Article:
Students to have chance to trace their own family ancestry
Through a painless cheek swab, students can take a sample of their own DNA, which will be analyzed to determine their migratory history.
Brandeis students will have the opportunity to trace their family ancestry back to the earliest humans as part of the Brandeis Explores the Journey of Humankind Project.
The Brandeis-based project is part of the larger Genographic Project, a non-profit, five-year global research partnership of National Geographic and IBM that seeks to chart new knowledge about the migratory history of the human species and answer old-age questions surrounding the genetic diversity of humanity. The Genographic Project is led by renowned scientist, author, and documentary filmmaker Spencer Wells.
The Genographic Project highlights the existence of a shared human history. “Although our outward appearances vary and we have different cultural or religious traditions, all of us share common roots,” said Jules Bernstein ’57, a friend of Wells who invited him to Brandeis to discuss his work.
“Brandeis is a natural place for this type of exploration because of the University’s foundational commitment to advancing social justice; its rich history of interdisciplinary work; and the racial, religious, and ethnic diversity of the student body,” Bernstein said.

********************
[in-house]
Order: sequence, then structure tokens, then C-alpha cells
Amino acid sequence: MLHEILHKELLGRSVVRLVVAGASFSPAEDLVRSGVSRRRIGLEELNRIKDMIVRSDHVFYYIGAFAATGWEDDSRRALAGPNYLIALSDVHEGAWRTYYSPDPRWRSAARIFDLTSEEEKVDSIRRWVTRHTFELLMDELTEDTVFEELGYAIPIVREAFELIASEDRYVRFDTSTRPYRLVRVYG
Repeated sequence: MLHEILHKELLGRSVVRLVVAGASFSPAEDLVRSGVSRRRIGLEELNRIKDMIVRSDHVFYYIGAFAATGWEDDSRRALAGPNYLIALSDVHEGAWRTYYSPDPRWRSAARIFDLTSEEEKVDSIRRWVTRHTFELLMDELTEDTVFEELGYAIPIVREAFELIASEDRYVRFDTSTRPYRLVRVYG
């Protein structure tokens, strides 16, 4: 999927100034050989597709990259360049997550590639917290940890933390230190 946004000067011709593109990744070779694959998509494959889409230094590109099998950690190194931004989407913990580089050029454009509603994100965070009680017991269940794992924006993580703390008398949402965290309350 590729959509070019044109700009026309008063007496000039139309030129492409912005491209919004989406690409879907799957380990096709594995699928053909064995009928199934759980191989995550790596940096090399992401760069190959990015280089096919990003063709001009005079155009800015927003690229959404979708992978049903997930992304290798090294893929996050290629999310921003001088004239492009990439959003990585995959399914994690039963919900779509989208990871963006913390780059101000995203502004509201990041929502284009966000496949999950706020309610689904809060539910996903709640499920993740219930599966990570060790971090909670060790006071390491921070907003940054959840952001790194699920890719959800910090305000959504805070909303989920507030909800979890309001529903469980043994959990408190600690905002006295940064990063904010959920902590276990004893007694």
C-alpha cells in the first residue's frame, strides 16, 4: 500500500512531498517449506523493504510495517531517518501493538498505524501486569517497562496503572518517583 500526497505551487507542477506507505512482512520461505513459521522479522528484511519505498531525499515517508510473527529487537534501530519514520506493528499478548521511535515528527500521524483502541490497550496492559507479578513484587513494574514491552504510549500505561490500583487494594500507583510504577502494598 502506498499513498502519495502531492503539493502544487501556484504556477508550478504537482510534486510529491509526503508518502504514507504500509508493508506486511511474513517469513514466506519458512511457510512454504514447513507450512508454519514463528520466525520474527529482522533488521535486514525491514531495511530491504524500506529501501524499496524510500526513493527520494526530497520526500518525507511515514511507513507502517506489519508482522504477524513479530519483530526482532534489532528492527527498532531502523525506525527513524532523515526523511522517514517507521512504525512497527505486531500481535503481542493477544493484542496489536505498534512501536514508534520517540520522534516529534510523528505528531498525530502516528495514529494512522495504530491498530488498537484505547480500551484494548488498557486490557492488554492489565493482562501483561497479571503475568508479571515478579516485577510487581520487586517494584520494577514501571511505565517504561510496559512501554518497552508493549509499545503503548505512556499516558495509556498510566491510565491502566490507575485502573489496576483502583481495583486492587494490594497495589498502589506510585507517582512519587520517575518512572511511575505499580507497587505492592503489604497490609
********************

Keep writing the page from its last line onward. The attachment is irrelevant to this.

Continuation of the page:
Brandeis Explores the Journey of Humankind Project is sponsored by the Louis D. Brandeis Legacy Fund for Social Justice, which was created in 2006 by an anonymous alumnus to provide resources for activities that underscore the University’s social-justice mission. Project co-sponsors include the Health: Science, Society, and Policy program, and the departments of sociology, anthropology, and biology.
Students in select classes will have the opportunity to participate in the Brandeis Explores the Journey of Humankind Project. Through a painless cheek swab, students will take a sample of their own DNA, which will be submitted to a Genographic Project lab for analysis of their migratory history. Participants can choose to test either their mitochondrial DNA, which is passed down each generation from mother to child and reveals direct maternal ancestry; or their Y chromosome (males only), which is passed down from father to son and reveals direct paternal ancestry.
Two public events will be held on campus as part of the Brandeis Explores the Journey of Humankind Project:
Documentary screening (April 8, 7 p.m., Faculty Club) – The Journey of Man, the award-winning PBS/National Geographic documentary featuring Spencer Wells, will be screened. Peter Conrad, the Harry Coplan Professor of Social Sciences who directs the Health: Science, Society, and Policy interdisciplinary program at Brandeis, will provide an introduction. Refreshments will be served.
Spencer Wells lecture (October 23, time and place to be announced) – Spencer Wells will present a lecture, Deep Ancestry: Inside the Genographic Project, and discuss the genetic migratory results of individual members of the Brandeis community who have chosen to become involved in the project.